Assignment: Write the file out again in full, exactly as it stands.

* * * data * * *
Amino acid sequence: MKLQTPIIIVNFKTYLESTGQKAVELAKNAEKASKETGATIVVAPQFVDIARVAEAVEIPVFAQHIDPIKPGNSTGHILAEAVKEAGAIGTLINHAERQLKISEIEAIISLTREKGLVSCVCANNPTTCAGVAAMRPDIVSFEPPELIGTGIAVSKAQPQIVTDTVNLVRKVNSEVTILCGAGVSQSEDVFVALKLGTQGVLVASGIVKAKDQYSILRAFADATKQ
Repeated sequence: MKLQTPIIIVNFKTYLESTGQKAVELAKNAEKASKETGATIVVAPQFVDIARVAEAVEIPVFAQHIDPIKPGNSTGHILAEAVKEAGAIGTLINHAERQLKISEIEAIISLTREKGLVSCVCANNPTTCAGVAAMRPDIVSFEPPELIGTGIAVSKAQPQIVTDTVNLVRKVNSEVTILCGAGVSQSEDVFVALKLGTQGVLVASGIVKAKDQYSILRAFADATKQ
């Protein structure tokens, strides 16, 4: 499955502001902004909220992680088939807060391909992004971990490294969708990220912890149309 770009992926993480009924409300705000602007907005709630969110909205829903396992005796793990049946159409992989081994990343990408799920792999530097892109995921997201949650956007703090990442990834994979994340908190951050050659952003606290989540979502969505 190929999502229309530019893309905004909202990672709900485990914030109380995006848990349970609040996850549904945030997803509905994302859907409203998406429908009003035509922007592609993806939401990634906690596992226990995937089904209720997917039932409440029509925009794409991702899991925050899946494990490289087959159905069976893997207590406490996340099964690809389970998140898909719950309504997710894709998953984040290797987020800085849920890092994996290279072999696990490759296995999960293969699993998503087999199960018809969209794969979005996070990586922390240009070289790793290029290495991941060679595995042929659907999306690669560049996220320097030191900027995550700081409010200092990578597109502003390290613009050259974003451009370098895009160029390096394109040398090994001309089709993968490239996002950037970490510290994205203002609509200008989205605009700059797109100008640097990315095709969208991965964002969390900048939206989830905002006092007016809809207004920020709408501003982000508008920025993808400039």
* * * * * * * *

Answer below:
Amino acid sequence: MKLQTPIIIVNFKTYLESTGQKAVELAKNAEKASKETGATIVVAPQFVDIARVAEAVEIPVFAQHIDPIKPGNSTGHILAEAVKEAGAIGTLINHAERQLKISEIEAIISLTREKGLVSCVCANNPTTCAGVAAMRPDIVSFEPPELIGTGIAVSKAQPQIVTDTVNLVRKVNSEVTILCGAGVSQSEDVFVALKLGTQGVLVASGIVKAKDQYSILRAFADATKQ
Repeated sequence: MKLQTPIIIVNFKTYLESTGQKAVELAKNAEKASKETGATIVVAPQFVDIARVAEAVEIPVFAQHIDPIKPGNSTGHILAEAVKEAGAIGTLINHAERQLKISEIEAIISLTREKGLVSCVCANNPTTCAGVAAMRPDIVSFEPPELIGTGIAVSKAQPQIVTDTVNLVRKVNSEVTILCGAGVSQSEDVFVALKLGTQGVLVASGIVKAKDQYSILRAFADATKQ
């Protein structure tokens, strides 16, 4: 499955502001902004909220992680088939807060391909992004971990490294969708990220912890149309 770009992926993480009924409300705000602007907005709630969110909205829903396992005796793990049946159409992989081994990343990408799920792999530097892109995921997201949650956007703090990442990834994979994340908190951050050659952003606290989540979502969505 190929999502229309530019893309905004909202990672709900485990914030109380995006848990349970609040996850549904945030997803509905994302859907409203998406429908009003035509922007592609993806939401990634906690596992226990995937089904209720997917039932409440029509925009794409991702899991925050899946494990490289087959159905069976893997207590406490996340099964690809389970998140898909719950309504997710894709998953984040290797987020800085849920890092994996290279072999696990490759296995999960293969699993998503087999199960018809969209794969979005996070990586922390240009070289790793290029290495991941060679595995042929659907999306690669560049996220320097030191900027995550700081409010200092990578597109502003390290613009050259974003451009370098895009160029390096394109040398090994001309089709993968490239996002950037970490510290994205203002609509200008989205605009700059797109100008640097990315095709969208991965964002969390900048939206989830905002006092007016809809207004920020709408501003982000508008920025993808400039």